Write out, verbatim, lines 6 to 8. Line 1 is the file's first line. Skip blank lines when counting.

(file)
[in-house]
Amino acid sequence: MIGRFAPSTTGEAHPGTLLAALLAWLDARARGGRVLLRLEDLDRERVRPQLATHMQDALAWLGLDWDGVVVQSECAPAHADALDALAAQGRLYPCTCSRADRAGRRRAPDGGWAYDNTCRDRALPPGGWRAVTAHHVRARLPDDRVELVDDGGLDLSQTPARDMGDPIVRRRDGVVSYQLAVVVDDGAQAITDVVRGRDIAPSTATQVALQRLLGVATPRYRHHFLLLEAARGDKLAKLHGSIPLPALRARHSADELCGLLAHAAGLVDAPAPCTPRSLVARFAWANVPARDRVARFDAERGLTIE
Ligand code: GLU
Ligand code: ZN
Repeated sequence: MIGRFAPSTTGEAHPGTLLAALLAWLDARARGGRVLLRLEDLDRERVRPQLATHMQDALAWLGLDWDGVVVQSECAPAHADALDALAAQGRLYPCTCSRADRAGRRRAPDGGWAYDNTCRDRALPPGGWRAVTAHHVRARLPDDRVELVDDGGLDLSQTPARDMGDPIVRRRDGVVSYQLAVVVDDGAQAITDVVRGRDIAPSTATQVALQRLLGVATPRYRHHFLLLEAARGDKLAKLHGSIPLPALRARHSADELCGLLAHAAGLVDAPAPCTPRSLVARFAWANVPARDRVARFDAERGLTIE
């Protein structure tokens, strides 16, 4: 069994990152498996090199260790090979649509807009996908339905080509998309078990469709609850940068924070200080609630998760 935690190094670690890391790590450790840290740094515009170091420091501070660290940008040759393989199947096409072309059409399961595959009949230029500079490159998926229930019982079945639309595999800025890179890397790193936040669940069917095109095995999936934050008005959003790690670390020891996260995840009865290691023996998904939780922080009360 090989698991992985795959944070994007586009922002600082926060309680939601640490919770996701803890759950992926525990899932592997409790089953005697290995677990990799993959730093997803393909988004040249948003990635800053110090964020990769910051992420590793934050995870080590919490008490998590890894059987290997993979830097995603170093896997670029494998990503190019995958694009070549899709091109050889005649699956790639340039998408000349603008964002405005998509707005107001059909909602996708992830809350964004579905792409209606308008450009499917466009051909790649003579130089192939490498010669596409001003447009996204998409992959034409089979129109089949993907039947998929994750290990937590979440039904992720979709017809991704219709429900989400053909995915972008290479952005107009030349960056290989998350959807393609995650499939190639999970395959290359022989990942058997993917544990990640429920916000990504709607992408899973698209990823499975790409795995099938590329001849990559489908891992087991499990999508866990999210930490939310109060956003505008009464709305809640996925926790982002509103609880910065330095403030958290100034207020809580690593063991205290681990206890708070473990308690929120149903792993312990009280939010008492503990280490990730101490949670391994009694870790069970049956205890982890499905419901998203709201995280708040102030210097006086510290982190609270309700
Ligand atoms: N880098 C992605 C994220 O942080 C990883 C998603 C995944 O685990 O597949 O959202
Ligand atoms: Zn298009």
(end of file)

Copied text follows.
């Protein structure tokens, strides 16, 4: 069994990152498996090199260790090979649509807009996908339905080509998309078990469709609850940068924070200080609630998760 935690190094670690890391790590450790840290740094515009170091420091501070660290940008040759393989199947096409072309059409399961595959009949230029500079490159998926229930019982079945639309595999800025890179890397790193936040669940069917095109095995999936934050008005959003790690670390020891996260995840009865290691023996998904939780922080009360 090989698991992985795959944070994007586009922002600082926060309680939601640490919770996701803890759950992926525990899932592997409790089953005697290995677990990799993959730093997803393909988004040249948003990635800053110090964020990769910051992420590793934050995870080590919490008490998590890894059987290997993979830097995603170093896997670029494998990503190019995958694009070549899709091109050889005649699956790639340039998408000349603008964002405005998509707005107001059909909602996708992830809350964004579905792409209606308008450009499917466009051909790649003579130089192939490498010669596409001003447009996204998409992959034409089979129109089949993907039947998929994750290990937590979440039904992720979709017809991704219709429900989400053909995915972008290479952005107009030349960056290989998350959807393609995650499939190639999970395959290359022989990942058997993917544990990640429920916000990504709607992408899973698209990823499975790409795995099938590329001849990559489908891992087991499990999508866990999210930490939310109060956003505008009464709305809640996925926790982002509103609880910065330095403030958290100034207020809580690593063991205290681990206890708070473990308690929120149903792993312990009280939010008492503990280490990730101490949670391994009694870790069970049956205890982890499905419901998203709201995280708040102030210097006086510290982190609270309700
Ligand atoms: N880098 C992605 C994220 O942080 C990883 C998603 C995944 O685990 O597949 O959202
Ligand atoms: Zn298009």